What should I expect from my first appointment with your firms?

During your initial interview, we will carefully go over the details of your case with you. We will use the information available to identify the liability, damages, and collectibility issues, and to evaluate your case as a whole. We will identify all of your time limitations, notice periods, and other deadlines, and advise you on what steps should be taken and when. We will explain to you the litigation and claims resolution process and let you know what to expect in the coming days, weeks, and months.

The initial interview allows you to meet, and get to know, us. You will also have the opportunity to meet our staff (if the appointment is in one of our offices). You will have the opportunity to ask us any questions you have concerning your case, and you will obtain information from us concerning your case. Make sure you bring with you all documents, correspondence, police reports, medical bills, and photographs in your possession that relate to your case (see below for more information).

We do not charge any fee or cost for an initial consultation in personal injury and wrongful death cases.

What are your fees and how and when do I pay them?

Our fees in personal injury and wrongful death cases are based on a percentage of the gross recovery. In some types of cases (such as workers compensation cases) State or Federal laws control the amount of legal fees that can be charged. In most accident cases, the fee will be 33 & 1/3% (1/3) of the gross recovery, and is paid only after your settlement or judgment is paid by the at fault party. The fee will sometimes be more, and sometimes less, depending on the complexity of the case. Before you hire us to represent you, we will discuss with you the fee arrangement, and the exact fee arrangement agreed upon will be specifically set forth in writing at the very beginning of your representation. There is no charge for the initial consultation, even if you do not hire us, regardless of whether the consultation is at your home, at one of our offices, or on the telephone.

What should I bring with me to my initial consultation?

You should bring everything that you already have that relates to your accident or injury, such as police reports, letters from insurance companies, medical bills, medical records, your notes about the accident or injury, if any, photographs of the accident scene and your injuries, the names and telephone numbers of anyone who has contacted you about the accident. If you have automobile insurance, bring a copy of your insurance policy and the declarations page. IF YOU HAVE NOT OBTAINED ANY DOCUMENTS OR PHOTOGRAPHS AT THE TIME OF YOUR FIRST MEETING, DO NOT WORRY. YOUR LAWYER WILL BE ABLE TO OBTAIN THEM IN HIS INVESTIGATION OF YOUR CASE.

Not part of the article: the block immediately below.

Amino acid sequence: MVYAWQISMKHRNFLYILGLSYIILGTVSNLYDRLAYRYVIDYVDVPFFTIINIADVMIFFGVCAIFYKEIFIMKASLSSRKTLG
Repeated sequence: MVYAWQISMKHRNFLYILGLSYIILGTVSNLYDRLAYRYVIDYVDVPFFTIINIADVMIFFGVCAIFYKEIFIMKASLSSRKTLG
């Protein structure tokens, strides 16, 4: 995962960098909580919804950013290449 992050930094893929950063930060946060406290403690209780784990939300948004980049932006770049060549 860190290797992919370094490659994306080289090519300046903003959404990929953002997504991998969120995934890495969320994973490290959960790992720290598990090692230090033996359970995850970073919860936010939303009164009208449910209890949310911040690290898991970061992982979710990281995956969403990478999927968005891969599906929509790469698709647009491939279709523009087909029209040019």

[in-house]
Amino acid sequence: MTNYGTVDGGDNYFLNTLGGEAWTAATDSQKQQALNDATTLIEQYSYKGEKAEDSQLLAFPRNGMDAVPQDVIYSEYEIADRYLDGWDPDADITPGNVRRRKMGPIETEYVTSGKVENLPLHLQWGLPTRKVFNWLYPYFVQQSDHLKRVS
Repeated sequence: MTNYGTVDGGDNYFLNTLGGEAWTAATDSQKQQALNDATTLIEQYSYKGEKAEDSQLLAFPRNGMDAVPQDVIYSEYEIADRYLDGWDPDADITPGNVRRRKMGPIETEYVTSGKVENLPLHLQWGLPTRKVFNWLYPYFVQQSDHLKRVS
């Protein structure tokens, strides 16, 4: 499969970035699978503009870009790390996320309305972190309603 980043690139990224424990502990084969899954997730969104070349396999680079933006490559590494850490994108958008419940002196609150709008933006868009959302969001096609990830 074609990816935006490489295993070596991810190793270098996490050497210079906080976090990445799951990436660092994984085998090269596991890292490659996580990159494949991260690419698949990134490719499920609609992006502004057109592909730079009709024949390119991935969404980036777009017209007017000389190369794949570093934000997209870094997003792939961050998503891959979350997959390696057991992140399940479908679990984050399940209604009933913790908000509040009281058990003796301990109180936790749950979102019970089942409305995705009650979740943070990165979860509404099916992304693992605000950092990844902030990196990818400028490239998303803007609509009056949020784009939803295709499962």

What can I receive if my case is successful?

Generally, you will be awarded “damages,” which is money that is paid to you to restore you to the position you were in before your injury. The party or parties responsible for paying damages to you depends on a variety of factors which depend on the facts of your case. Your total damages may be based on numerous categories of damages, which include your past and future medical bills and expenses, past and future lost income, permanent physical disability or disfigurement, past and future mental and physical pain and suffering, loss of enjoyment of life, mental and emotional distress, loss of earning capacity, and property damage. In appropriate cases, there are other categories of damages that will be considered in calculating your damages.







Click here to provide
more detailed information